The proposal included the dumping of a compartment, acknowledged to likely contain 295 kilograms of the internationally-recognised toxin, pentaBDE (PBDE), a substance highly toxic to marine life. The department estimated that once the PBDE escaped from the compartment, it could contaminate over 700 million tonnes of ocean sediment.

“Woodside’s been sprung red-handed trying to get around international law, going so far as to ask the Australian government to turn a blind eye to Australia’s long-standing international commitments to protect our oceans.”

This would directly contravene the Convention on the Prevention of Marine Pollution by Dumping of Wastes and Other Matter 1972 (the London Convention), an agreement which regulates the disposal of waste at sea.

The international treaty has been in force since 1975 to protect the marine environment from human activities. It states that vessels, platforms, man-made structures and bulky items may only be considered for dumping if pollutants are removed to the maximum extent, and that hazardous wastes must be assessed prior to dumping. 

Greenpeace chief executive officer David Ritter said the documents revealed a lack of regard for marine environments and international treaties.

“Woodside’s been sprung red-handed trying to get around international law, going so far as to ask the Australian government to turn a blind eye to Australia’s long-standing international commitments to protect our oceans,” he said.

“These revelations make it clear just how little Woodside cares about our precious oceans.”

In an amended proposal provided to the department, Woodside proposed dumping the full structure with this contaminated compartment detached for onshore disposal. However, no mitigation plans were provided for dealing with the contaminated compartment should the detachment and removal be unsuccessful.

Woodside’s climate plan has faced criticism from advisors Glass Lewis, the Investor Group on Climate Change, and Andrew Forrest, among others.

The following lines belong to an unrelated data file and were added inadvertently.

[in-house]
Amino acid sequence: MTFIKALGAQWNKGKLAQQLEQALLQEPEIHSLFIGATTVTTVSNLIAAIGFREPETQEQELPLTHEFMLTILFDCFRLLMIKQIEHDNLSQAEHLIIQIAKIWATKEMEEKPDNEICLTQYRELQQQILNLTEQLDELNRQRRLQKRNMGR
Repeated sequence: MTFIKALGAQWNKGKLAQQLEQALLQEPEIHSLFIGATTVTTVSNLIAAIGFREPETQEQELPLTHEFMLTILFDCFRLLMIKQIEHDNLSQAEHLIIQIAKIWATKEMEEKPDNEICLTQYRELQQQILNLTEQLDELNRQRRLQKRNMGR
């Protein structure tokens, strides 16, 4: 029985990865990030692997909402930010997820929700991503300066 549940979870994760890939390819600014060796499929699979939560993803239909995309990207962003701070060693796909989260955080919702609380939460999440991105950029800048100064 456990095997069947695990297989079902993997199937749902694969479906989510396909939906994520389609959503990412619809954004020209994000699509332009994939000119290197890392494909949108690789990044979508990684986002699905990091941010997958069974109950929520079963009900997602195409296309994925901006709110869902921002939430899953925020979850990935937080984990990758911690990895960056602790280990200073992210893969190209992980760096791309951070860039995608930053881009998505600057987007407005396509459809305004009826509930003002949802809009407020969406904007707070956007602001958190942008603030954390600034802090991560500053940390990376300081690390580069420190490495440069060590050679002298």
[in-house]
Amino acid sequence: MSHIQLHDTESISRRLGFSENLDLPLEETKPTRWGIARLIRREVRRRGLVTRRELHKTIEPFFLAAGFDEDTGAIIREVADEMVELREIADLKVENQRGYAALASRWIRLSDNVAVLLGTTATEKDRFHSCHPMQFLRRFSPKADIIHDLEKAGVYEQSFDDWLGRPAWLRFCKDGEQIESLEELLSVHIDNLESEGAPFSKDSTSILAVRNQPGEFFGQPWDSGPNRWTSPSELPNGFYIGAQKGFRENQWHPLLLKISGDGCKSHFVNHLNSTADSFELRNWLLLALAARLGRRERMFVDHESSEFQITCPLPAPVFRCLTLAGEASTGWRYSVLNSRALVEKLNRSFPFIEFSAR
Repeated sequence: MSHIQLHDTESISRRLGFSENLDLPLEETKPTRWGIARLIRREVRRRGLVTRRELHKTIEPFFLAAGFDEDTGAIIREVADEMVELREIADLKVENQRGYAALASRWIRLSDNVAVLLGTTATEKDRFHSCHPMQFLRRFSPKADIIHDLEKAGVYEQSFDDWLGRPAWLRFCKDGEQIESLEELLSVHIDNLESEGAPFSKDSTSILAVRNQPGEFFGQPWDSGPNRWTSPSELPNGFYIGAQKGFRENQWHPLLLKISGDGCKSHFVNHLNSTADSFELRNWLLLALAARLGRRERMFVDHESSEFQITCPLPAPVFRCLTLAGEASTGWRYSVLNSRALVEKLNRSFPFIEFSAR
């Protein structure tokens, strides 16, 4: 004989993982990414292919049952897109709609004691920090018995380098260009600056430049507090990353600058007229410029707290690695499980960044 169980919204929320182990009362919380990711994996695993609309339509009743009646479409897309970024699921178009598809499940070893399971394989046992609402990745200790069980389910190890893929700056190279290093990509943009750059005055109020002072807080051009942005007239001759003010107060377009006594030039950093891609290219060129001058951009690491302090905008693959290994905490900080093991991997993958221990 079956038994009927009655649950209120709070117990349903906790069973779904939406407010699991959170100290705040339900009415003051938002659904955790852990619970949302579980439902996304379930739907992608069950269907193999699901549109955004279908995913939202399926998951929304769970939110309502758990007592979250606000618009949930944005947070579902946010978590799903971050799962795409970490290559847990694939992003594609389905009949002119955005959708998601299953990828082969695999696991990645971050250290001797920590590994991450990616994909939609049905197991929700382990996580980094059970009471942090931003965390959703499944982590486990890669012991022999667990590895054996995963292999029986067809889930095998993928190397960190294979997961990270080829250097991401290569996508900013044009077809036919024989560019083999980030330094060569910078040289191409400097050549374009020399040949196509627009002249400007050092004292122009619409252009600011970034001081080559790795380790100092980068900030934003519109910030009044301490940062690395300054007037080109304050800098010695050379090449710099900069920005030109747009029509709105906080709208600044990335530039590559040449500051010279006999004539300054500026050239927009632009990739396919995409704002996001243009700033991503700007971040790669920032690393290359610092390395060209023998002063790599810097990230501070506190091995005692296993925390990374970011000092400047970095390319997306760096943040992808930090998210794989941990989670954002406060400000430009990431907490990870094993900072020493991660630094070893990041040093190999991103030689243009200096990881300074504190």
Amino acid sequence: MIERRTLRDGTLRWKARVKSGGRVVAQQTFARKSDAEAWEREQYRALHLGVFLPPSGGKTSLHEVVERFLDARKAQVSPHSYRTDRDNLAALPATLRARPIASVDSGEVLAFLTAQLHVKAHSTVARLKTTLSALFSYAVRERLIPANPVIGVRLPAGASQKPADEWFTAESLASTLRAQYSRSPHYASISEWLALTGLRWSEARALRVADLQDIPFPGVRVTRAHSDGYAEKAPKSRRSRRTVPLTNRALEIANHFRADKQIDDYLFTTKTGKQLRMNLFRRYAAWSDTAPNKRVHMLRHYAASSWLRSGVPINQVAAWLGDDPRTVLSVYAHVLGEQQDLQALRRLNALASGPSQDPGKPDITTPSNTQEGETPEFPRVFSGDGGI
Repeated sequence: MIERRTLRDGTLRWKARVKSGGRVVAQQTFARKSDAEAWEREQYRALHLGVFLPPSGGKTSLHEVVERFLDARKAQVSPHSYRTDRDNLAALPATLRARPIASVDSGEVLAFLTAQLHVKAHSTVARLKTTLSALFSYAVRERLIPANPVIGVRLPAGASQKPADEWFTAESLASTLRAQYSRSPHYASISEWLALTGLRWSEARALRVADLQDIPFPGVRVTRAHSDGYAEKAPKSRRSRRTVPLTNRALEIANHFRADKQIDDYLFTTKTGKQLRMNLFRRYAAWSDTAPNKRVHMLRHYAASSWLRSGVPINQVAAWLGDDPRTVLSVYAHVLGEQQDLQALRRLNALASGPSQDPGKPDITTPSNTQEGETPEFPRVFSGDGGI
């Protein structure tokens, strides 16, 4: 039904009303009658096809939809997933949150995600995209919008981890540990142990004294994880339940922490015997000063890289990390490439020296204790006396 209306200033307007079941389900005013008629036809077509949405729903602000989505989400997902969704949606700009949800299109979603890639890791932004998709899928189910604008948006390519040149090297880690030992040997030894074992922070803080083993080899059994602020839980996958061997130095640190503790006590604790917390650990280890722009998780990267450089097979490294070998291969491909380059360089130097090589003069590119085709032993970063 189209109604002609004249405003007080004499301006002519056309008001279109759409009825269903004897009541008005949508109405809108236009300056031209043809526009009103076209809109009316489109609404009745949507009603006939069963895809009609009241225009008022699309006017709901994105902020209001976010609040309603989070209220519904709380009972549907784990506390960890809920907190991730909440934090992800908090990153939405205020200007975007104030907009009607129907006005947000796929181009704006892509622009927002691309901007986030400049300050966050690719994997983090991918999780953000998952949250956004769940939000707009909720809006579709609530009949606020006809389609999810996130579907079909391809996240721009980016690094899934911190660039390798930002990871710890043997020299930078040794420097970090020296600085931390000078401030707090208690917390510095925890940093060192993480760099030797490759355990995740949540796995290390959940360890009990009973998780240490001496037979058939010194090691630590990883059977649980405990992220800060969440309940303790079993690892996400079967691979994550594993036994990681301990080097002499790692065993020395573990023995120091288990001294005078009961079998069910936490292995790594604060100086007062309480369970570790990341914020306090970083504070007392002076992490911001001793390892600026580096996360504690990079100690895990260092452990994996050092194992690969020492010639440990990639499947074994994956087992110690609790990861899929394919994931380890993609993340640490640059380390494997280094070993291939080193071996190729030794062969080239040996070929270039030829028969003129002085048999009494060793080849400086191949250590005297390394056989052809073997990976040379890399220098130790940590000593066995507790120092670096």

When decommissioning offshore oil and gas rigs, wells should be plugged and permanently closed off, equipment, infrastructure and property is removed safely and the environment is “restored”, according to the Australian government website.

That means “not dumping them into the ocean,” Dr Anita Cosgrove from Greenpeace Australia Pacific affirms.

Issues around the protection of cultural heritage have been thrown into sharp focus by Woodside’s highly controversial Scarborough gas proposal. Analysis indicates this project will produce 1.6 billion tonnes of carbon emissions over the next 25 years.

To add to Woodside’s transgressions, during the AGM, Traditional Custodians from WA’s north west demanded Woodside make a public apology for the historic destruction of more than 4000 pieces of cultural heritage in the 1970s.

Kuruma Marthudunera woman, Josie Alec, and Mardudhunera woman, Raelene Cooper, both attended Woodside’s annual general meeting in person to issue a request for an apology from chief executive officer Meg O’Neill and chairman Richard Goyder.

“In the 1970s, Woodside destroyed between 4000 and 5000 pieces of rock art in the construction of the Karratha gas plant. Here, today, will you apologise for that destruction of our cultural heritage?”

“In the 1970s, Woodside destroyed between 4000 and 5000 pieces of rock art in the construction of the Karratha gas plant,” Ms Alec said.

“Here, today, will you apologise for that destruction of our cultural heritage?”

Issues around the protection of cultural heritage have been thrown into sharp focus by Woodside’s highly controversial Scarborough gas proposal. Analysis indicates this project will produce 1.6 billion tonnes of carbon emissions over the next 25 years.

No wonder this AGM was slammed as “chaotic”…